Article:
Firecat Projects and 16th Street Theater to Present NICKEL HISTORY at the Steppenwolf Garage, 7/19-8/5

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Firecat Projects and 16th Street Theater present Nickel History: The Nation of Heat, written and performed by Tony Fitzpatrick with Stan Klein July 19-August 5 in Steppenwolf's Garage Theatre, 1624 N. Halsted with a press opening of Thursday, July 19 at 8 p.m. Adapted and directed by 16th Street artistic director Ann Filmer, Nickel History features film and video art by Kristin Reeves, music by John Rice and Anna Fermin. Singer-songwriter Joe Pug is a guest performer on opening night.

In 1943 two young men enlist in the army and navy to serve their country and save the world. Thirty years later, their sons Tony and Stan, stand in the cold all night long…in line for tickets to a Foghat concert. There's sacrifice and there's, well…sacrifice. Following his acclaimed This Train and Stations Lost, Tony Fitzpatrick looks back to look forward at our nation of heat.

Nickel History concludes Tony Fitzpatrick's trilogy, which began with This Train (2010) and Stations Lost (2011). Chicago Sun-Times critic Hedy Weiss called This Train an "ideal weave of storytelling, video and music." Writing about Stations Lost, Chicago Tribune critic Chris Jones said, "Fitzpatrick delivers the news, both local and international, from the point of view of an artist, poet and urban provocateur."

The production runs July 19-Aug. 5 in The Steppenwolf Garage, 1624 N. Halsted. The press opening is July 19 at 8 p.m. Regular run: Thursday-Friday at 8 p.m.; Saturday at 5 and 8:30 p.m.; Sunday at 7 p.m.. Tickets are $27 and available through the Steppenwolf box office (1650 N. Halsted), by phone at 312-335-1650, or online at steppenwolf.org.

Tony Fitzpatrick is an artist, poet, and actor whose artwork can be found in the collections of the Museum of Modern Art in New York City, the National Museum of American Art in Washington D.C., the Museum of Contemporary Art in North Miami, the Museum of Contemporary Art in Chicago and the Philadelphia Museum of Art.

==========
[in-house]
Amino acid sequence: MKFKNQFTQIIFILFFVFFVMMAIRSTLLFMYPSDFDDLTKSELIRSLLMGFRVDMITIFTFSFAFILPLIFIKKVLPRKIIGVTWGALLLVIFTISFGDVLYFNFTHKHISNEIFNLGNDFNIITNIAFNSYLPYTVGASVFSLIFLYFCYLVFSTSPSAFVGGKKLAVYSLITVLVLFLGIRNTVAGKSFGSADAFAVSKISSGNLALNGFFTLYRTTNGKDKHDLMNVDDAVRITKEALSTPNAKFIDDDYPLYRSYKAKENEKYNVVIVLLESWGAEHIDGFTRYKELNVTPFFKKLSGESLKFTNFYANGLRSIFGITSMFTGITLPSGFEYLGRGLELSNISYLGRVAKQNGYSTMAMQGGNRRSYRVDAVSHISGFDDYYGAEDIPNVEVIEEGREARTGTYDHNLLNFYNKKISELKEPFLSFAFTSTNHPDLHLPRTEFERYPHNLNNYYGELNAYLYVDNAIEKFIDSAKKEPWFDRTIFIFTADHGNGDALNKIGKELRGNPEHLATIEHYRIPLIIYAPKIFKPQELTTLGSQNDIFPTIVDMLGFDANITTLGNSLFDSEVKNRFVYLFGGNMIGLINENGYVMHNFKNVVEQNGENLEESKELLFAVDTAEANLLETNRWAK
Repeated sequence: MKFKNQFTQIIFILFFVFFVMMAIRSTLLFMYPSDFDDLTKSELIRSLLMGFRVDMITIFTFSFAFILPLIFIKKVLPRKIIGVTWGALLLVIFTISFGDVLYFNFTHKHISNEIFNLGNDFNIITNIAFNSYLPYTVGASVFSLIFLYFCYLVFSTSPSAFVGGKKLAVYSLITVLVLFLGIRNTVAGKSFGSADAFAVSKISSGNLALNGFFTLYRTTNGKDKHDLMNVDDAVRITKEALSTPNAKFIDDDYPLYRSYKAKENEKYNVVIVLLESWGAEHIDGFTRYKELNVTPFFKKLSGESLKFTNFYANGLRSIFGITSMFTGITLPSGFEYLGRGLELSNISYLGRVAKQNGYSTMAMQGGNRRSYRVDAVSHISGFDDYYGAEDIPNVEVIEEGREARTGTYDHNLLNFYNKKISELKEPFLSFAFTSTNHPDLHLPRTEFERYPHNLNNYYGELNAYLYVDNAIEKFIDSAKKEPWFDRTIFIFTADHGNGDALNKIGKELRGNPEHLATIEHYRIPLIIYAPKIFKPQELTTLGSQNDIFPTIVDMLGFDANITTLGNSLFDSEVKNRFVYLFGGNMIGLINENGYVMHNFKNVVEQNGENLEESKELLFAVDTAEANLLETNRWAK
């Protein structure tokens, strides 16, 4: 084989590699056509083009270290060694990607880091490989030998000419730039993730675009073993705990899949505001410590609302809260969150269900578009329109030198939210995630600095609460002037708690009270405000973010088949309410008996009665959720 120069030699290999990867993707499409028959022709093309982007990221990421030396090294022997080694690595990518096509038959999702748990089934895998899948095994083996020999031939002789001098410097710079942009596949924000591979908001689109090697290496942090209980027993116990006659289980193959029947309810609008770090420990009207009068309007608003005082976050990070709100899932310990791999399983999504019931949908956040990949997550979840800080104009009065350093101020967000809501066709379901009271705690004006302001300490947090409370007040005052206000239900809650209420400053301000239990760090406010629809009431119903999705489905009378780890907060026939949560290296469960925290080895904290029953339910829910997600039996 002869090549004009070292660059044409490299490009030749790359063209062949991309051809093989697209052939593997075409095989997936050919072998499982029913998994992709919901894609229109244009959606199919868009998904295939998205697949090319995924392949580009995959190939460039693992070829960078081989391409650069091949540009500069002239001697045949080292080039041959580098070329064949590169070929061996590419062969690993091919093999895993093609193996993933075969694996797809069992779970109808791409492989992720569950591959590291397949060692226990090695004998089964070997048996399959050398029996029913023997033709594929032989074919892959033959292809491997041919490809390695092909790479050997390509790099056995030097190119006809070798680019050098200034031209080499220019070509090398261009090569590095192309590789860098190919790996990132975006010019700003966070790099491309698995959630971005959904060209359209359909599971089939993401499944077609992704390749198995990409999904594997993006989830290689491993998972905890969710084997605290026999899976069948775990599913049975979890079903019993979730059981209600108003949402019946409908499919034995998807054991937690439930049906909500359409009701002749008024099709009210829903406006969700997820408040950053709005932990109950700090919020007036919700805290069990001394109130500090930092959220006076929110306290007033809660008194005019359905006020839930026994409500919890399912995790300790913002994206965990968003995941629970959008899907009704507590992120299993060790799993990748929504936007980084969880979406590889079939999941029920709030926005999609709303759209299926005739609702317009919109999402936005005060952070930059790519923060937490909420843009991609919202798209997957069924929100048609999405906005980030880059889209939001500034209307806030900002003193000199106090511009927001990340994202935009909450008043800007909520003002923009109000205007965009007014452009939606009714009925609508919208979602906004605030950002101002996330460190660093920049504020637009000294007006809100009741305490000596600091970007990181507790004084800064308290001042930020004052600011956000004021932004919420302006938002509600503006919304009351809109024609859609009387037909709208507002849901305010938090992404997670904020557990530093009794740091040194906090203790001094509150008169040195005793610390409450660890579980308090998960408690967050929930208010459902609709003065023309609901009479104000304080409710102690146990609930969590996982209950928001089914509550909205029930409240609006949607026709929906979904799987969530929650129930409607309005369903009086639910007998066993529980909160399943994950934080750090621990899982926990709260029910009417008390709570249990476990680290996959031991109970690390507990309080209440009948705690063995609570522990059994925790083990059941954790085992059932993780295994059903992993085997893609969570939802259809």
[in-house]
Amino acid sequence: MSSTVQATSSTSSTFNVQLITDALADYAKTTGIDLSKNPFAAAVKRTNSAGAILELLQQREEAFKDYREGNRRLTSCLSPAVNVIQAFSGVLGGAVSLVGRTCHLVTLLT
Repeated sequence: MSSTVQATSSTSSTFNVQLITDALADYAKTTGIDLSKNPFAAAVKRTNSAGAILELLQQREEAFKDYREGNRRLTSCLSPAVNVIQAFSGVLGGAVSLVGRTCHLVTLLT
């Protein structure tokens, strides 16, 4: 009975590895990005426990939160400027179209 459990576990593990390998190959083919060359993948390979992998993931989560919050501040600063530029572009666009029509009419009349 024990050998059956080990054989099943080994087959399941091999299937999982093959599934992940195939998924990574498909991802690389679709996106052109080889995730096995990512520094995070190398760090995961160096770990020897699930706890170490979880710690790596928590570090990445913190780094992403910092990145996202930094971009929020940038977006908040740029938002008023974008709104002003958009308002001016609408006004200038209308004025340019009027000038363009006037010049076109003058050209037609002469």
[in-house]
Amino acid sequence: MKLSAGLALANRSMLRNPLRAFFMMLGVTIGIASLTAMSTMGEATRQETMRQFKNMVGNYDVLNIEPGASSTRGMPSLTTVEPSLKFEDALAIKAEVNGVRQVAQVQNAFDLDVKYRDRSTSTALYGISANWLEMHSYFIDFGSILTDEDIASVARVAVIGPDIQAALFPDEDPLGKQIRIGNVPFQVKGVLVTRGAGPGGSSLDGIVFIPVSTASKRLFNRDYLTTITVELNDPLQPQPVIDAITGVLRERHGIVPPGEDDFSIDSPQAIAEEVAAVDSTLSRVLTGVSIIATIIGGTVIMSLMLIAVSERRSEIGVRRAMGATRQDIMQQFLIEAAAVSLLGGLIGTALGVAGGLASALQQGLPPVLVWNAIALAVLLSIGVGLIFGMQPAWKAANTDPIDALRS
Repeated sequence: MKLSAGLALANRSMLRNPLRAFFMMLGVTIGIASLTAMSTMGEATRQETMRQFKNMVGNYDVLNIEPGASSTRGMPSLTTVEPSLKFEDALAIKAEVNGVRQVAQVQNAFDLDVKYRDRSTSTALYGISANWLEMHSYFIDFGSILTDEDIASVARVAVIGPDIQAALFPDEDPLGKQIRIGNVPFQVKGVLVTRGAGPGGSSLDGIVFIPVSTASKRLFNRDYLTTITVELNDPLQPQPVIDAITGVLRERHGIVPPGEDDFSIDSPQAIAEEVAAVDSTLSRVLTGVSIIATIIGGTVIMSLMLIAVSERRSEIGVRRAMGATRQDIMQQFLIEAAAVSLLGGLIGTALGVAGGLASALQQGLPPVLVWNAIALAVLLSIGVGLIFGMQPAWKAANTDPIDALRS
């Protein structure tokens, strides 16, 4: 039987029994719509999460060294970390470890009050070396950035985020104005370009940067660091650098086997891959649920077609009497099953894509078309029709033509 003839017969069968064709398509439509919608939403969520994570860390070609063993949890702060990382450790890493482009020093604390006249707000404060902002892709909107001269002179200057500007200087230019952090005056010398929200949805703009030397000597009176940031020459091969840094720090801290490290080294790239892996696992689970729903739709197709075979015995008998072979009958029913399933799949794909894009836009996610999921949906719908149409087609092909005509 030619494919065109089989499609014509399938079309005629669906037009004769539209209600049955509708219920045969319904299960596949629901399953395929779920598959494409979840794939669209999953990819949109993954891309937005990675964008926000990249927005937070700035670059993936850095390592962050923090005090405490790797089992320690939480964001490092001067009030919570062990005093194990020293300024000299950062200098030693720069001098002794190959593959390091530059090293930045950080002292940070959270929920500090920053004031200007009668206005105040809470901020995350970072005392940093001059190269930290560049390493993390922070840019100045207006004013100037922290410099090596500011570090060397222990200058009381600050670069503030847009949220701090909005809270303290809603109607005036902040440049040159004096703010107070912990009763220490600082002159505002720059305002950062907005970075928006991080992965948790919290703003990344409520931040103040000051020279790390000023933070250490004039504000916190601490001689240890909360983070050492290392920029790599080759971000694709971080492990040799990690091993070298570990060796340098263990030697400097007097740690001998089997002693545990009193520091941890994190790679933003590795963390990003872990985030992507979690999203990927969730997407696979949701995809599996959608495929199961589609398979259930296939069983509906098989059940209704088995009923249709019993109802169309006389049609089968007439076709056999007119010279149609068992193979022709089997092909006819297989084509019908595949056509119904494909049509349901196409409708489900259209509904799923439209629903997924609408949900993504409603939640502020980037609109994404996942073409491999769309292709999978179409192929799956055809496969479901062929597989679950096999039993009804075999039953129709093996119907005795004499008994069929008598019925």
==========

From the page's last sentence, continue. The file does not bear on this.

His recent exhibitions include solo shows in New York City's P.S.1 - MoMA and Pierogi Gallery in 2007 and in the Sidney Yates Gallery of the Chicago Cultural Center in 2008. In the same year his work was also shown at the First Biennial in New Orleans at Prospect One. In 2009 he had one-person exhibitions in New York City at Dieu Donne, in New Orleans at Ammo Gallery, in Illinois at the Rockford College Museum, in Austin at Slugfest Gallery, and in Los Angeles at Billy Shire Gallery. In 2011 he exhibited new work at the New Orleans Museum of Art.

His work has also appeared on album covers including the Neville Brothers' Yellow Moon and Steve Earle's El Corazon and The Revolution Starts Now.

Tony has made a living as a radio personality, construction worker, and as a film, stage and television actor. He has appeared in 15 major motion pictures including The Fugitive, Married to the Mob, Mad Dog and Glory, and Philadelphia. Recently he appeared in The Promotion directed by Steven Conrad. In 1991, Tony earned the Joseph Jefferson Award for Best Actor in Prop Thtr's production of Mass Murder. In the summer of 2003, Tony starred in Lookingglass Theatre's production of Race, an adaptation of a Studs Terkel novel directed by David Schwimmer. In 2010 Tony wrote and starred in This Train (16th Street Theater, The Steppenwolf Garage) followed by Firecat Projects' Stations Lost in 2011 at The Steppenwolf Garage before moving to the Boiler Room in Brooklyn.

Tony has published eight books including collections of art and poetry The Hard Angels (1988), Dirty Boulevard (1998), and Bum Town (2001); a collection of etchings entitled Tony Fitzpatrick: Max and Gaby's Alphabet (2001); and three collections of drawing-collages entitled, The Wonder: Portraits of a Remembered City, Volume 1 (2005), The Wonder: Portraits of a Remembered City, Volume 2 - The Dream City (2006), and The Wonder: Portraits of a Remembered City, Volume 3 - City of Monsters, City of Ghosts (2008); and This Train (2010).

Tony Fitzpatrick was born in Chicago in 1958 where he lives today with his wife and two children.




 

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